Fourth Interim Analysis
A fourth (and final) interim analysis was conducted in April 2012. At this point, of the 656 subjects randomized in the trial, 587 had completed the 90-day follow-up. Again, there continued to be a very small adjusted treatment effect of 0.2% in favor of the endovascular approach. Furthermore, the confidence interval now excluded the overall 10% treatment effect of interest (95% CI, −8.0% to 8.3%). The conditional power was estimated at 4%, thus triggering the DSMB to recommend discontinuation of the trial for futility. At the time of this recommendation, the treatment effects had decreased to 2.4% (95% CI, −12.8% to 8.0%) in favor of IV tPA alone and 5.8% (95% CI, −6.6% to 18.3%) in favor of the endovascular approach, respectively, in the moderate and severe stroke strata.
Primary outcome data for the final subjects randomized was collected in July 2012. The trend observed during the previous interim analysis was maintained in the final analysis, published in February 2013.7 There was insufficient evidence to conclude that the proportion of subjects with favorable outcome was different according to treatment (40.8% and 38.7% for endovascular therapy and IV tPA, respectively). Among severe strokes (NIHSS ≥20), the treatment effect was estimated to be 6.8% (95% CI, −4.4% to 18.1%) in favor of the endovascular approach, whereas among moderate strokes (NIHSS ≤19), the treatment effect was estimated to be −1.0% (95% CI, −10.8% to 8.8%). As in the preceding interim analyses, the Breslow–Day test for homogeneity failed to demonstrate a significant interaction between strata and treatment (P=0.27).
The IMS III trial demonstrates the difficulties that may arise during interim monitoring of ongoing clinical trials because of competing desires to maintain rigidly defined stopping rules at the beginning of the study versus allowing sufficient flexibility to respond to unexpected trial findings. Although it is often the expectation that the magnitude of the treatment effect might vary according to some subgroup, it is rarely anticipated that the direction of effect might differ across primary subgroups within the same trial. In this example, the design was based on an assumption of equal treatment effect across both strata, but the IV tPA–alone moderate stroke group was expected to perform better than the IV tPA severe stroke group. If it became clear that the assumptions were invalid during the study (ie, if a statistically significant interaction were observed), the solution would have been more straightforward—the investigators would have been asked to consider how the study might be redesigned to account for this unexpected interaction. The redesign might have separated the severity strata into independent trials or called for a trial large enough to detect a clinically relevant qualitative interaction and given due consideration to whether and how the accumulated data could be incorporated into the new design, without sacrificing trial integrity. Although an adaptive design can be useful in allowing design changes in response to accumulating data, a trial maintains its integrity only when it adapts to anticipated occurrences in the prespecified manner. Given that a qualitative interaction was not anticipated in the design stage, there was no prospectively defined plan for adaptation, and potential post hoc adaptations were ultimately rejected.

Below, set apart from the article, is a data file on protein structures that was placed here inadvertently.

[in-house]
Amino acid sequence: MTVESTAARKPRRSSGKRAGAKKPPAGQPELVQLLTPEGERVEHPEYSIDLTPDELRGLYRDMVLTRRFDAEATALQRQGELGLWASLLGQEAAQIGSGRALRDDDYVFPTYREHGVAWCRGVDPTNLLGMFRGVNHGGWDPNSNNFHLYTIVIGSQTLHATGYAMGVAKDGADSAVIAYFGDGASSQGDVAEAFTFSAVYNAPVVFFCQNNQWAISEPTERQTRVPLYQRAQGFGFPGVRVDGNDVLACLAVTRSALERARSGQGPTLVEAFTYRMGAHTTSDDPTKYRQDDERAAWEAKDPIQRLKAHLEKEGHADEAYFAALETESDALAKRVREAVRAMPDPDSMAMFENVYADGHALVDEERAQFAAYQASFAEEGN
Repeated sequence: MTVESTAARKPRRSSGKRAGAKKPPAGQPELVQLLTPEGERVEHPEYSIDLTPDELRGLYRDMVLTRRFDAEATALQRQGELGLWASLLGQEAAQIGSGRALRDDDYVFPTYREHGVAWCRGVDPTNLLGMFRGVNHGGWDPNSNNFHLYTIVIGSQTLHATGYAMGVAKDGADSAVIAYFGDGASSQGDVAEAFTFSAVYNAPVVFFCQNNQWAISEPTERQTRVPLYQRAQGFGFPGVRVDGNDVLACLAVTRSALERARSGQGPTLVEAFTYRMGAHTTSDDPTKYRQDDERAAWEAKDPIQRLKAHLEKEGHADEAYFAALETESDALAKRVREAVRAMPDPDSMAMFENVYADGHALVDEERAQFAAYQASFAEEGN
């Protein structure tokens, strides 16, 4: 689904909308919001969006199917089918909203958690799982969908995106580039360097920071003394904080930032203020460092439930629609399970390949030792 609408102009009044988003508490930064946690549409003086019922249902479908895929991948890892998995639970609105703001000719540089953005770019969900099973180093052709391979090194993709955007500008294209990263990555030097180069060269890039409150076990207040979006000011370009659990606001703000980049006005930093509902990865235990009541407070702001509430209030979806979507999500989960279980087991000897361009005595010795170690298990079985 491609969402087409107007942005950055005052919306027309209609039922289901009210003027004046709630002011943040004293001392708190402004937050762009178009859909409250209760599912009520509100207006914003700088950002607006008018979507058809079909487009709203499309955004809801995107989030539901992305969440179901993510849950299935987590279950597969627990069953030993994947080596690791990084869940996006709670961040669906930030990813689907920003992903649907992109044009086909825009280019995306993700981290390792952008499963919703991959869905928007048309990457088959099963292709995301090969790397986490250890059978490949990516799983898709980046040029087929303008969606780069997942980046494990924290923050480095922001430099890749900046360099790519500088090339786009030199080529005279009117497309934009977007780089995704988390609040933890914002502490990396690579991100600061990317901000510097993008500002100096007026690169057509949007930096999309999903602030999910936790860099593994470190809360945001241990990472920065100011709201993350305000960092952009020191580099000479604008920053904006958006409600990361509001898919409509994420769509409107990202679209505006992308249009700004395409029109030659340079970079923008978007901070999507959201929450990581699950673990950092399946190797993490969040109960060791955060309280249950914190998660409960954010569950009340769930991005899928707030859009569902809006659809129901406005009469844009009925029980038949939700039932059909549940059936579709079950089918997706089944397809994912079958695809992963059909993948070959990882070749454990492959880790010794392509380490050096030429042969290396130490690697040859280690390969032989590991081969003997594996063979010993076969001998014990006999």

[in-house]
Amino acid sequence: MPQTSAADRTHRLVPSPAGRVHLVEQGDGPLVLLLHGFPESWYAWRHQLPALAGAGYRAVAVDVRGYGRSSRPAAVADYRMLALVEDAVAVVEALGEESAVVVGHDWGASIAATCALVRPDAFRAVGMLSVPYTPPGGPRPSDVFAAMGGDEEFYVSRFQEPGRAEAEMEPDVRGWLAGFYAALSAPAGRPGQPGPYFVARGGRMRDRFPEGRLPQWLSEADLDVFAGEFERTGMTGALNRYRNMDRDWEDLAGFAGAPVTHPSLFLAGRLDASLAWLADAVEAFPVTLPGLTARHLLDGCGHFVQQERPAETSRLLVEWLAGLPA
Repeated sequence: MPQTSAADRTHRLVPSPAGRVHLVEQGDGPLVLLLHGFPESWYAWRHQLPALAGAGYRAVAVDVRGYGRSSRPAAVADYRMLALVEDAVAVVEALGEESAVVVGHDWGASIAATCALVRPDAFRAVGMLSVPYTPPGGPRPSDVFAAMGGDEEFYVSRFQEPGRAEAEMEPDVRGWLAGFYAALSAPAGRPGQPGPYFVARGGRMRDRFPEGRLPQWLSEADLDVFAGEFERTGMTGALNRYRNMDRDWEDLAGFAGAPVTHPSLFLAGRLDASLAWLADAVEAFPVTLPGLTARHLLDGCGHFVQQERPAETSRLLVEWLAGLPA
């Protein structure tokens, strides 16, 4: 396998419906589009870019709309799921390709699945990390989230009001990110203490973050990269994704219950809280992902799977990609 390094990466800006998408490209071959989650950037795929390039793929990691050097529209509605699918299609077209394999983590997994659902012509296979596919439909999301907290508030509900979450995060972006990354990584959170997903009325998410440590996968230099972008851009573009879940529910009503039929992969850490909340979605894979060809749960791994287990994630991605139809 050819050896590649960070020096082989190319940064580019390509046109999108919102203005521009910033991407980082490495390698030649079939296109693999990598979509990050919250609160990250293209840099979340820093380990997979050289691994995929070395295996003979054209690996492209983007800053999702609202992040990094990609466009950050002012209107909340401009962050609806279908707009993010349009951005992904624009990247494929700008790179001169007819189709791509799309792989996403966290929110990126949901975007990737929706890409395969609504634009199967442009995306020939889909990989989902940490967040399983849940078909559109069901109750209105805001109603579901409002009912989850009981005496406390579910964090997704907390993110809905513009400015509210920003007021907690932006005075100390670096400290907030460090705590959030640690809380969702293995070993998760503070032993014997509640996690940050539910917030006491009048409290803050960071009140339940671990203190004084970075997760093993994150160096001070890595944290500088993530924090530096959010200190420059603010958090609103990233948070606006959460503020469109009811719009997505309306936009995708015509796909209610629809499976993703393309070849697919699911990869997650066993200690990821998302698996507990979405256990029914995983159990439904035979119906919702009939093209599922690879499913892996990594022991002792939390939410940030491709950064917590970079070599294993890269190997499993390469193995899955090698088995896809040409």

Similarly, if no concerns about an interaction were ever raised during the review of the study, the predefined stopping boundaries would have the desired properties. However, the IMS III trial presented the most difficult scenario for a statistical team and a DSMB to consider. Although no statistically significant interaction was ever observed, there were ongoing concerns for a possible interaction present across all interim analyses. Correspondingly, the DSMB thought that the possibility of an interaction needed to be considered when interpreting the interim data. This was particularly true given the treatment effects estimated in opposite directions and the relatively low conditional power observed at the interim analyses.
Counterbalancing the statistical issues, the DSMB was acutely aware that clinical stroke trials face significant recruitment challenges. A halt to trial recruitment during some of the data reviews could have powerfully and negatively impacted recruitment momentum. While continuously observing safety and repeatedly checking for evidence of harm, the DSMB recommended trial continuation without pause or notification of the investigators. Fortunately, these decisions did not—after the recruitment of a larger sample size—prove to have exposed additional patients to excessive risk. Whereas, had the trial been stopped sooner, the field could have reacted sooner to the data and initiated a redesigned trial sooner, perhaps with newer devices that might prove to be more effective. In real time, the DSMB wavered on multiple occasions and considered stopping, although no formal boundary had been crossed.